As a consumer, nothing attracts my attention more than a well-done commercial or ad. However many businesses, especially on television, choose the cute or lack of information approach replacing facts with flash, but in the wrong way. Some companies have brilliantly mastered advertising; informing, persuading, and adding humor together that makes sense, and markets to a defined audience. Two major industries, technology and automotive, spend time and money marketing to potential consumers, yet only one industry fully understands how to use the power of advertisement.
There are a variety of laptops, smartphones, tablets, and video game consoles on the market today, and it will continue to expand in the future. Technology is a necessity, without it many business couldn’t run day-to-day operations, staying in contact with friends and family would be more difficult, and students working on a term paper for college would be confined to the library reading books instead of doing research on their laptops. The product is already a guaranteed sell, but which company excels over the other and how? This is where marketing and advertising comes in. One popular technology company went over and above, defined who their audience was, explained the differences between them and the competition, and each commercial brought humor that was backed up by facts. Apple.
The Mac versus PC ad campaign that Apple ran is the perfect example and should be a blueprint for all companies, any size and in any sector. The short commercials said a mouthful in a very condensed timeframe, both visually and contextually. The actor portraying Mac is young, dresses in more comfortable clothes, and is clearly in his 20’s, while the older, more professional, and traditional guy portrays the PC. In each ad, something Mac has that Microsoft PC’s don’t is brought up, such as apps, capabilities exclusive to Mac’s, and the fact that Apple’s don’t get viruses like PC’s.
Apples will always appeal to the younger generations for many reasons other than the fact that PC’s are known to be used by companies and businesses. The ads contributed to the already popular belief that PC’s were for the highly intelligent, hard working business professional, which is why the actor playing Mac is the typical twenty to thirty year old adult. However, Apple didn’t overstep their bounds by offending PC users, but inserted facts about their product that the competition doesn’t offer. As both a Mac and PC user, I understand the differences between the two, and how Apple offers more appealing applications than Windows operated desktops and laptops.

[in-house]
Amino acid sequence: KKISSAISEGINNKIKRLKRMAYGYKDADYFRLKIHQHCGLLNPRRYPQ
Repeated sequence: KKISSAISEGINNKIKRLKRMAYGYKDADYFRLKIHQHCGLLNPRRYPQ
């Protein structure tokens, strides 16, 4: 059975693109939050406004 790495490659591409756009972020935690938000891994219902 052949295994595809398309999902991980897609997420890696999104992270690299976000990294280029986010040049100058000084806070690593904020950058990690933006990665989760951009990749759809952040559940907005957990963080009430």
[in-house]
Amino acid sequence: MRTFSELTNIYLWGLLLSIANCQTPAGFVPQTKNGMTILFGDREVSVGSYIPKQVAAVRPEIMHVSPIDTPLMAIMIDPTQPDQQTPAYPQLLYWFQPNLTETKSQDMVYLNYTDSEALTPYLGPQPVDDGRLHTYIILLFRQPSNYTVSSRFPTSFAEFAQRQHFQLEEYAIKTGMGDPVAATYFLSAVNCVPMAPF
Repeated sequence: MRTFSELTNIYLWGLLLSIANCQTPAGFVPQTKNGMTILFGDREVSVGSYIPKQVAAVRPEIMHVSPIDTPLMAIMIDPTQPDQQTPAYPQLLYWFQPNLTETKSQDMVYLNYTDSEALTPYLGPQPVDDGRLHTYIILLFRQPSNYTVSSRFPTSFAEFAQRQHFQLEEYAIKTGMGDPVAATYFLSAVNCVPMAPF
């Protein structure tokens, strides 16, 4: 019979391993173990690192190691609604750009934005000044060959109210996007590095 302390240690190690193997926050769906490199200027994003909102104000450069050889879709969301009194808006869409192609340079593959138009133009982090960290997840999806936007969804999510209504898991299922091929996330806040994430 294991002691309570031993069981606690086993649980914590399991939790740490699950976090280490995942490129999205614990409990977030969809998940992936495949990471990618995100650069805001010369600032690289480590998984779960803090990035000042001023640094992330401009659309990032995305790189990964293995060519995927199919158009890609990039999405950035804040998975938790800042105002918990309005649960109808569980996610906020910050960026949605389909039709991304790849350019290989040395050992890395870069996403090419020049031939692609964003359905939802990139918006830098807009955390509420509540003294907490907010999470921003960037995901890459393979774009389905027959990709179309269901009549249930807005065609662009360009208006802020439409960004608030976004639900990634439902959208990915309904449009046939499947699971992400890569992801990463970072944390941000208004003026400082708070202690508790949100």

A few years later, Microsoft released a few of their own ads showing what their tablet can do that the iPad couldn’t. USB ports and an attachable keyboard were exclusive to Microsoft tablets, once again displaying a company who knew who their target audience was. Most iPad users are less likely to do business on their tablet, while the keyboard and USB port would come in handy for a business traveler, which fits the criteria for Microsoft users.
The technology industry has figured it out. To successfully attract potential buyers; informing, persuading, showing what your product has that the competition doesn’t, and why I, as a consumer should buy your product, should be the basis of your advertisement. For Apple and Microsoft they only have one competitor, and that’s themselves, which is why they need to specifically state the differences in their laptops and tablets. Companies in bigger business sectors fail to see the opportunity and blueprint that those two technology giants laid down for other industries when it comes to marketing and advertising. Separate yourselves from the pack, be creative, do what your competition isn’t, and most importantly, know who you’re marketing to.